Impacts of Alzheimer’s Disease

Thesis Statement

The society at large along with government agencies should work together to look for mitigation measures to address the severe impacts of Alzheimer ’s disease, because lack of proper actions may lead to significant effects such as financial constraints and emotional stress to the patients and care providers.

Alzheimer ’s disease has severe and significant impacts to the society particularly to the aged persons along with their care providers in the form of financial needs and emotional support, which may be substantially required to address the effects of the sickness.

Introduction

Alzheimer’s Disease (AD) is a medical condition that results in the human brain experiencing a variety of abnormal changes that affects mental abilities, such as memory. This is not a typical disease found in all geriatrics, but a disease like any other. The first noticeable signs and symptoms include loss of memory because it is highly associated with dementia in seniors. In the final stages of AD, a patient loses the ability to make judgement, decisions, reason correctly, and other personal skills that might necessitate the need for a caregiver (Bauer, 2014). In other cases, people with AD may find it difficult to maintain behavioral and personality. The disease is also challenging both seniors along with individuals willing to offer proper care, due financial issues. The society at large along with government agencies should work together to look for mitigation measures to address the severe impacts of Alzheimer ’s disease, because lack of proper actions may lead to significant effects such as financial constraints and emotional stress to the patients along with their care providers.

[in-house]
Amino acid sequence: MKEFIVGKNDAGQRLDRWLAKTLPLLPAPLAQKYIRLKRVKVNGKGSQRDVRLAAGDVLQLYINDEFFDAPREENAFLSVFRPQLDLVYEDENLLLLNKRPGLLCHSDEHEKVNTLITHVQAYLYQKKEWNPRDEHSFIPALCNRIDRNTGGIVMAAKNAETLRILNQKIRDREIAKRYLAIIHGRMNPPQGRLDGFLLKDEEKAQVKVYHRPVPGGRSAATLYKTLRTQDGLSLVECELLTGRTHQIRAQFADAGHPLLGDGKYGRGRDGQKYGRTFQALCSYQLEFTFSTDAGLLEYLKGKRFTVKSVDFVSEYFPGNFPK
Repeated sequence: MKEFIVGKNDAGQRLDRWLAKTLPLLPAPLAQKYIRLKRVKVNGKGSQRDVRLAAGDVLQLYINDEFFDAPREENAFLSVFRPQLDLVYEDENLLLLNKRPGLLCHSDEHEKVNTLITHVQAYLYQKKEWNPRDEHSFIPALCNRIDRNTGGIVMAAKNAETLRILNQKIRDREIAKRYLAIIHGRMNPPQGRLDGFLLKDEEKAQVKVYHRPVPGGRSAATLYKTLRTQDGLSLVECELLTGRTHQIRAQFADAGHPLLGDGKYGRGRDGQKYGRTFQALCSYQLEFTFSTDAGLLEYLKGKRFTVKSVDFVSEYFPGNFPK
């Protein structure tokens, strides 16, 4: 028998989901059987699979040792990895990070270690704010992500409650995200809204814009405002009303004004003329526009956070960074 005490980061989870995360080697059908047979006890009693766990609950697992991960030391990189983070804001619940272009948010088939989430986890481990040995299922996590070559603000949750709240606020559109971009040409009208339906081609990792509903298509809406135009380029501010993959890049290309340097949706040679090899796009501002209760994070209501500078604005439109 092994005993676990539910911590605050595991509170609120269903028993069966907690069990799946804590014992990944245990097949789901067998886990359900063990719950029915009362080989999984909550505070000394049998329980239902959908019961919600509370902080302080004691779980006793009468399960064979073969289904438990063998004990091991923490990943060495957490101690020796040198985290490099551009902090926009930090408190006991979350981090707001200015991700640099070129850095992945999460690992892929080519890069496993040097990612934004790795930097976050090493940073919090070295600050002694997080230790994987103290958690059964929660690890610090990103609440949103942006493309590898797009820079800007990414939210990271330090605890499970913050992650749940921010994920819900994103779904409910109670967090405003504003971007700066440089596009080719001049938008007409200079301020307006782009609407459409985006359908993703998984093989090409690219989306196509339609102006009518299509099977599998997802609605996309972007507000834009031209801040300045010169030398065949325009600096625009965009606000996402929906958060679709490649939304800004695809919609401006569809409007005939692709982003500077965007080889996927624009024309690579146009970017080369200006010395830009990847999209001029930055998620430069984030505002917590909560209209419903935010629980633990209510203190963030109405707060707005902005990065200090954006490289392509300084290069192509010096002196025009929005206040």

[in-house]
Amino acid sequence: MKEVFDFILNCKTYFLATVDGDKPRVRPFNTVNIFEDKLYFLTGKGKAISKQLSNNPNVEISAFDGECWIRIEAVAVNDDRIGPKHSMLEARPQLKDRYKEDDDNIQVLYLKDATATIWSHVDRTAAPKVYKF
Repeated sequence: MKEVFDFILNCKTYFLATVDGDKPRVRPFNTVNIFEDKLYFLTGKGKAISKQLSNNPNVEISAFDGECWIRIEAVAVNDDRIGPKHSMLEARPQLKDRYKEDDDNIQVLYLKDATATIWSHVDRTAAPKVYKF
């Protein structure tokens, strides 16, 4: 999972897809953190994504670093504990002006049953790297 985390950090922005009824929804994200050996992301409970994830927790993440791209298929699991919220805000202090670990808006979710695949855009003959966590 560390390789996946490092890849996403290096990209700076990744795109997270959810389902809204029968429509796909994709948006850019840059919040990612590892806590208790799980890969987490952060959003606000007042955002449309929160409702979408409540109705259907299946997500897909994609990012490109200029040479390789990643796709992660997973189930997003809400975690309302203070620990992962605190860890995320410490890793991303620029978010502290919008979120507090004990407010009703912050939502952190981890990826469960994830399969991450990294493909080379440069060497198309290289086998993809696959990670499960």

Alzheimer’s Disease

AD is a progressively and deteriorative chronic condition that affects the brain. It is also the leading cause of dementia. Dementia is a combination of symptoms such as language, memory, and cognition problems caused by a number of factors. Such problems occur due to damaged brain cells in the core parts of the human brain that is responsible for proper cognitive function. Similarly, AD develops after a damage to the brain cells of other parts, such as those that enable human being function normally like swallowing or walking (Alzheimer’s Association, 2016). The ailment recovers during the last stages bedridden, requiring full-time care and support due to its fatal conditions. Ongoing research about AD has significantly helped on the causes and variety of care-giving interventions. However, there are still gaps regarding the exact biological alterations that cause AD, reasons why it has a higher progression rate in some people, more risk factors, and preventive measures. The global prevalence of dementia is as high as twenty four million people, and it is anticipated that the disease will quadruple by the year 2050 (Reitz & Mayeux, 2014)